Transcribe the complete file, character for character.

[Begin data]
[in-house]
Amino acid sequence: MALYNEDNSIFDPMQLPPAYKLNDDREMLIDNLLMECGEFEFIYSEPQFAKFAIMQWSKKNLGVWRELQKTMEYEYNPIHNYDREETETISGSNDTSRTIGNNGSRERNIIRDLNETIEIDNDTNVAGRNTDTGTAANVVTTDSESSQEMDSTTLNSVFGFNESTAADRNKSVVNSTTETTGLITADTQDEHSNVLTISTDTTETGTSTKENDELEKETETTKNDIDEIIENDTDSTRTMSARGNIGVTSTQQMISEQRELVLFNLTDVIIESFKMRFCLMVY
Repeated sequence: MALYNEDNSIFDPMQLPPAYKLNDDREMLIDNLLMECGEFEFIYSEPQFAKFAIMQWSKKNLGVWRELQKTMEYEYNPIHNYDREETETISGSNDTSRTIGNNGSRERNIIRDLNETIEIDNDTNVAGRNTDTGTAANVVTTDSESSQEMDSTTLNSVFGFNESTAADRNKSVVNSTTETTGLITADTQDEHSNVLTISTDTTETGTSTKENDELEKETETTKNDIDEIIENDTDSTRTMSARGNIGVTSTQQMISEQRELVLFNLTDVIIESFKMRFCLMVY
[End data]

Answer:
[in-house]
Amino acid sequence: MALYNEDNSIFDPMQLPPAYKLNDDREMLIDNLLMECGEFEFIYSEPQFAKFAIMQWSKKNLGVWRELQKTMEYEYNPIHNYDREETETISGSNDTSRTIGNNGSRERNIIRDLNETIEIDNDTNVAGRNTDTGTAANVVTTDSESSQEMDSTTLNSVFGFNESTAADRNKSVVNSTTETTGLITADTQDEHSNVLTISTDTTETGTSTKENDELEKETETTKNDIDEIIENDTDSTRTMSARGNIGVTSTQQMISEQRELVLFNLTDVIIESFKMRFCLMVY
Repeated sequence: MALYNEDNSIFDPMQLPPAYKLNDDREMLIDNLLMECGEFEFIYSEPQFAKFAIMQWSKKNLGVWRELQKTMEYEYNPIHNYDREETETISGSNDTSRTIGNNGSRERNIIRDLNETIEIDNDTNVAGRNTDTGTAANVVTTDSESSQEMDSTTLNSVFGFNESTAADRNKSVVNSTTETTGLITADTQDEHSNVLTISTDTTETGTSTKENDELEKETETTKNDIDEIIENDTDSTRTMSARGNIGVTSTQQMISEQRELVLFNLTDVIIESFKMRFCLMVY